Mortgage Relief for Borrowers Hit by Floods: Freddie Mac
In the wake of flooding in certain parts of the East Coast, Freddie Mac has said that it will extend mortgage relief to property owners affected by the disasters
Dees Stribling, Contributing Editor
McLean, Va.–In the wake of flooding in certain parts of the East Coast, Freddie Mac has said that it will extend mortgage relief to property owners affected by the disasters. The affected states were Rhode Island, Massachusetts, New Jersey and West Virginia, and to qualify for relief, the mortgages must be Freddie Mac-associated ones on properties, both single-family and multifamily, in federally declared Major Disaster Areas.
In this case, the disaster areas were all declared in late March and early April. Besides the Freddie Mac action, assistance for residents in disaster areas can also include grants for temporary housing and home repairs, low-cost loans to cover uninsured property losses, and other programs to help individuals and business owners recover.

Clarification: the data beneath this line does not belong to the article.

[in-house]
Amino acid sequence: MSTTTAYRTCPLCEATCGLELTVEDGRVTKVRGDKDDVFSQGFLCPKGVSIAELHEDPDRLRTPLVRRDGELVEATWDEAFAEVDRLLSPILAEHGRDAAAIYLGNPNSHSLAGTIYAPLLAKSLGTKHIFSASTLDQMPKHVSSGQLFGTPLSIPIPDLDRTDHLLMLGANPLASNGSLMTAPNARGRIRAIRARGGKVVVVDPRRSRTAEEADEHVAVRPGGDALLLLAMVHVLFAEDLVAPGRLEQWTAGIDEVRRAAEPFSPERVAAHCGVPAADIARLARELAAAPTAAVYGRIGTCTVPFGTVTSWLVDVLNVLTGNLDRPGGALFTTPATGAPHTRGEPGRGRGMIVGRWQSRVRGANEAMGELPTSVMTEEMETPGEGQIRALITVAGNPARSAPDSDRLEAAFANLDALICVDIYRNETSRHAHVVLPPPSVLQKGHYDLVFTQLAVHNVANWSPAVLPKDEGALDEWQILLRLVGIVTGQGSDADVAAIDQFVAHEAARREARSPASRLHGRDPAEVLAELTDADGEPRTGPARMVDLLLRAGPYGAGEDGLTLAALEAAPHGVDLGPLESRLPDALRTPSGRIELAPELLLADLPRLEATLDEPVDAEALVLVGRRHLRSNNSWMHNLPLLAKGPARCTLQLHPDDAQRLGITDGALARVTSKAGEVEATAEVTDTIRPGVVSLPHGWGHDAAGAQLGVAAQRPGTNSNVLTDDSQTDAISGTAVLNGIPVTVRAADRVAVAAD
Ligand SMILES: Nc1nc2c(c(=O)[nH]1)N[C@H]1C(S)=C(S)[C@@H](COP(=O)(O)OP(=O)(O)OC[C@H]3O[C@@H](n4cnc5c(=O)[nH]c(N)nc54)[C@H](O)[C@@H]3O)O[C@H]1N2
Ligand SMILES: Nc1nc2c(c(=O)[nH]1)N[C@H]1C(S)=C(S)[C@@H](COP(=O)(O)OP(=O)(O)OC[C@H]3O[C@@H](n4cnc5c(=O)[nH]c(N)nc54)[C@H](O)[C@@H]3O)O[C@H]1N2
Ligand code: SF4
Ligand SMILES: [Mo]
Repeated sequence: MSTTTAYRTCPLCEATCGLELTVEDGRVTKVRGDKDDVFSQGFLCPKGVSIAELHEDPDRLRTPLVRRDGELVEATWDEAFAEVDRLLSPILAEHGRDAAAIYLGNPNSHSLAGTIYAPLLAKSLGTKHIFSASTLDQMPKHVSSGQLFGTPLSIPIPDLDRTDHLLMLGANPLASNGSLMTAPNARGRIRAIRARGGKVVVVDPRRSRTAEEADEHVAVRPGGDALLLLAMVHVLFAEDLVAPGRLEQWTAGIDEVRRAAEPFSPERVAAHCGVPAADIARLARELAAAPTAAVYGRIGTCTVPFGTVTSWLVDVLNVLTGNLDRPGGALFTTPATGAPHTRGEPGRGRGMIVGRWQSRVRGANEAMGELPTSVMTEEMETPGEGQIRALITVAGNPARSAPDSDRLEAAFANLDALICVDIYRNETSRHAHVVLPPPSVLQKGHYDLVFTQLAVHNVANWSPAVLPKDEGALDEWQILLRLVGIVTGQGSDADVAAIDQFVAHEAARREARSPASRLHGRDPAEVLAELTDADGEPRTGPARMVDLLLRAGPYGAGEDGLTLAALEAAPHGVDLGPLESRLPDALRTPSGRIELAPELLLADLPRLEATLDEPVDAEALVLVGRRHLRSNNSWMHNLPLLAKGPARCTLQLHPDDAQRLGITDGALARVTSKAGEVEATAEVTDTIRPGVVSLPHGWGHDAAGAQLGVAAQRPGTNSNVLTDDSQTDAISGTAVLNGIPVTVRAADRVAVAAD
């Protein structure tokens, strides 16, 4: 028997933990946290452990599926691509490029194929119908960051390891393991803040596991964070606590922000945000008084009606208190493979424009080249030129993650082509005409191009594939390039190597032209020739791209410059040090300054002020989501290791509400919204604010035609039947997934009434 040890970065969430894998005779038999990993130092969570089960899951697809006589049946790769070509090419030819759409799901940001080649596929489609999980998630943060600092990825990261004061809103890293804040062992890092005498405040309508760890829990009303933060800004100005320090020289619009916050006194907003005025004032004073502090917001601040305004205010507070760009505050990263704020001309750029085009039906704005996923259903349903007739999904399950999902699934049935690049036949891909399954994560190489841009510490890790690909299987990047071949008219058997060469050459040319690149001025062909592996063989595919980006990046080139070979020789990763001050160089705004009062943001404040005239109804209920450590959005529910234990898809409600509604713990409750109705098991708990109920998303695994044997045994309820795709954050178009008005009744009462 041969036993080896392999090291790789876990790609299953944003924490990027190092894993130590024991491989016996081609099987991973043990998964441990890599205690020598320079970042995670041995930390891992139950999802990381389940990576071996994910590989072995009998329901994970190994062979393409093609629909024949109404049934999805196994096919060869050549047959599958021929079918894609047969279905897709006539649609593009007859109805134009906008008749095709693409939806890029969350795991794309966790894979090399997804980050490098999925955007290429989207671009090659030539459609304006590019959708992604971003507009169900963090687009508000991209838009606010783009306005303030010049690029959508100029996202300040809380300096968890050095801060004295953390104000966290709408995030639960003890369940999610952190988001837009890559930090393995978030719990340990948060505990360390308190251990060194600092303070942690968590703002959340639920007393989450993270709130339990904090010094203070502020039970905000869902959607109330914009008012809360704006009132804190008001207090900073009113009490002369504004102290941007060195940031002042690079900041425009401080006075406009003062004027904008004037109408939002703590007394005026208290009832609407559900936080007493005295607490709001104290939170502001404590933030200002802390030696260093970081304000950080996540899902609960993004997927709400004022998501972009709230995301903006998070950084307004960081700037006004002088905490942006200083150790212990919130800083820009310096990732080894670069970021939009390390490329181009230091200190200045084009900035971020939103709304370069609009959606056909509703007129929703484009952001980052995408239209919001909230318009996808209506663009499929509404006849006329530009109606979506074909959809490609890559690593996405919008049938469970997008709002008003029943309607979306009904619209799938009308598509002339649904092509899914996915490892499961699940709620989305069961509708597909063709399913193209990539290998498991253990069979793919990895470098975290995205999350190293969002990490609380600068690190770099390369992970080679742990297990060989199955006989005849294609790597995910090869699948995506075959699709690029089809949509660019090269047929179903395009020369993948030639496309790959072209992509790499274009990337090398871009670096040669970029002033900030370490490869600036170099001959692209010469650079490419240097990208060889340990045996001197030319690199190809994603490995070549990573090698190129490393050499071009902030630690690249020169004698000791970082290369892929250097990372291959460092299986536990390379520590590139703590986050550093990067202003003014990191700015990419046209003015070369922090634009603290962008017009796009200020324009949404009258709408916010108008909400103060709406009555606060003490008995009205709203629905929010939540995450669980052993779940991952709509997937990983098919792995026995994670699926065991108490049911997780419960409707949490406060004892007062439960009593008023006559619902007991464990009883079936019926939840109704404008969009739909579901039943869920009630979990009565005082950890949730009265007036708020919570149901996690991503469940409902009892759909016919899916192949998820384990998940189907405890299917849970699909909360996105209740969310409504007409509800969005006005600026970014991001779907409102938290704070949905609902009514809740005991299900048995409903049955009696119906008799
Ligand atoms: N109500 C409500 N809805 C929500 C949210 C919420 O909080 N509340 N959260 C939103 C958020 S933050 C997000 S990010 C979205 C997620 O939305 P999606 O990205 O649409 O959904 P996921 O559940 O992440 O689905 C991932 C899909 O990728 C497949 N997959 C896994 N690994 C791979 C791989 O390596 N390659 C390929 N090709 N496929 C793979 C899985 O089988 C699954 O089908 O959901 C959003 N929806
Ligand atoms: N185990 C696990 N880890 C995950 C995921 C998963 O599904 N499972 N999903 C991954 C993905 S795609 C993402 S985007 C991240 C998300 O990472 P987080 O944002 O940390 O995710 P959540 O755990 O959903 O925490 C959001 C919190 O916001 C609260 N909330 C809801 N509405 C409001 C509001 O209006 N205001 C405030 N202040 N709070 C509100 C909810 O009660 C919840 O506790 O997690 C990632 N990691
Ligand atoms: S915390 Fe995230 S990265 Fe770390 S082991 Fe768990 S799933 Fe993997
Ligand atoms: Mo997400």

According to the GSE, it is instructing its servicers to work with borrowers holding Freddie Mac-owned mortgages to receive forbearance on their payments for up to one year if necessary. Most of the workload will probably involve single-family mortgages, but holders of multifamily mortgages are also encouraged to contact their mortgage services to begin the process if necessary.
“The process might be a little different for multifamily mortgages,” a spokesman for Freddie Mac tells MHN. “But if relief is necessary, we want that to happen. Each multifamily case will be assessed on a case-by-case basis.”
Sometimes multifamily mortgages do indeed need forbearance on their payments. “After Hurricane Katrina, for instance, there were some cases of multifamily loan forbearance that lasted for a year,” the spokesman adds.
Other kinds of assistance that services can provide, according to Freddie Mac, include waiving assessments of penalties or late fees against borrowers with disaster-damaged homes; not reporting forbearance or delinquencies caused by the disaster to credit bureaus; and suspending foreclosure and eviction proceedings for up to 12 months.